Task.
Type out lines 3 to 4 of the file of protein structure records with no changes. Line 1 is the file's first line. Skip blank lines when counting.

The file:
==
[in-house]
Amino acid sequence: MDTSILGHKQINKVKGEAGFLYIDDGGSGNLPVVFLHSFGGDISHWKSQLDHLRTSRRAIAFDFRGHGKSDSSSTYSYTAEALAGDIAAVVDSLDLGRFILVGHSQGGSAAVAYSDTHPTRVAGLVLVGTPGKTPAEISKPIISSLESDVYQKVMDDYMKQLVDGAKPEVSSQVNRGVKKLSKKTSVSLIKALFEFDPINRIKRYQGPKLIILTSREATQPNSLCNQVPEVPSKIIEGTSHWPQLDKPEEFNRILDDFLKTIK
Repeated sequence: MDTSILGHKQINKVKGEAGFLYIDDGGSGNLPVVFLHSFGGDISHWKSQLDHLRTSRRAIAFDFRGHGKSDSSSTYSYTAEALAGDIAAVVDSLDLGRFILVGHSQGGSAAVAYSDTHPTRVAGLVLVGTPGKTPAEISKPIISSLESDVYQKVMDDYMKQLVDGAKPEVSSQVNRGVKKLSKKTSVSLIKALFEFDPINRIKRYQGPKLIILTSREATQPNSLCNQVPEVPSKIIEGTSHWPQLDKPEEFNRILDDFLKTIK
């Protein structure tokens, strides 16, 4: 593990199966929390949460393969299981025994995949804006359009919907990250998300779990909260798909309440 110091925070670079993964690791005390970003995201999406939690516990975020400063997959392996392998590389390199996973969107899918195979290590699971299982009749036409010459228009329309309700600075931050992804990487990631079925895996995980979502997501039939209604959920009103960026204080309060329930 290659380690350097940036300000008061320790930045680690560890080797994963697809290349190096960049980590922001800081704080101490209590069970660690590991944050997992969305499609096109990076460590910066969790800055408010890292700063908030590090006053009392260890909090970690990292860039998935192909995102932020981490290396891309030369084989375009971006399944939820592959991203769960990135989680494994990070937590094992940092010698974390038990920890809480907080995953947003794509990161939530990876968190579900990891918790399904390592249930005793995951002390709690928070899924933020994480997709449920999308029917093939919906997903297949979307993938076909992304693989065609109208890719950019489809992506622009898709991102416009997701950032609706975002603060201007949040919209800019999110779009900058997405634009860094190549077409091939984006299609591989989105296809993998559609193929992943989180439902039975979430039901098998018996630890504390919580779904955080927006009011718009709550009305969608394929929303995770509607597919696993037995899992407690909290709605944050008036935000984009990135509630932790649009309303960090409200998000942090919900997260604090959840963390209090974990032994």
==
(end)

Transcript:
Repeated sequence: MDTSILGHKQINKVKGEAGFLYIDDGGSGNLPVVFLHSFGGDISHWKSQLDHLRTSRRAIAFDFRGHGKSDSSSTYSYTAEALAGDIAAVVDSLDLGRFILVGHSQGGSAAVAYSDTHPTRVAGLVLVGTPGKTPAEISKPIISSLESDVYQKVMDDYMKQLVDGAKPEVSSQVNRGVKKLSKKTSVSLIKALFEFDPINRIKRYQGPKLIILTSREATQPNSLCNQVPEVPSKIIEGTSHWPQLDKPEEFNRILDDFLKTIK
């Protein structure tokens, strides 16, 4: 593990199966929390949460393969299981025994995949804006359009919907990250998300779990909260798909309440 110091925070670079993964690791005390970003995201999406939690516990975020400063997959392996392998590389390199996973969107899918195979290590699971299982009749036409010459228009329309309700600075931050992804990487990631079925895996995980979502997501039939209604959920009103960026204080309060329930 290659380690350097940036300000008061320790930045680690560890080797994963697809290349190096960049980590922001800081704080101490209590069970660690590991944050997992969305499609096109990076460590910066969790800055408010890292700063908030590090006053009392260890909090970690990292860039998935192909995102932020981490290396891309030369084989375009971006399944939820592959991203769960990135989680494994990070937590094992940092010698974390038990920890809480907080995953947003794509990161939530990876968190579900990891918790399904390592249930005793995951002390709690928070899924933020994480997709449920999308029917093939919906997903297949979307993938076909992304693989065609109208890719950019489809992506622009898709991102416009997701950032609706975002603060201007949040919209800019999110779009900058997405634009860094190549077409091939984006299609591989989105296809993998559609193929992943989180439902039975979430039901098998018996630890504390919580779904955080927006009011718009709550009305969608394929929303995770509607597919696993037995899992407690909290709605944050008036935000984009990135509630932790649009309303960090409200998000942090919900997260604090959840963390209090974990032994």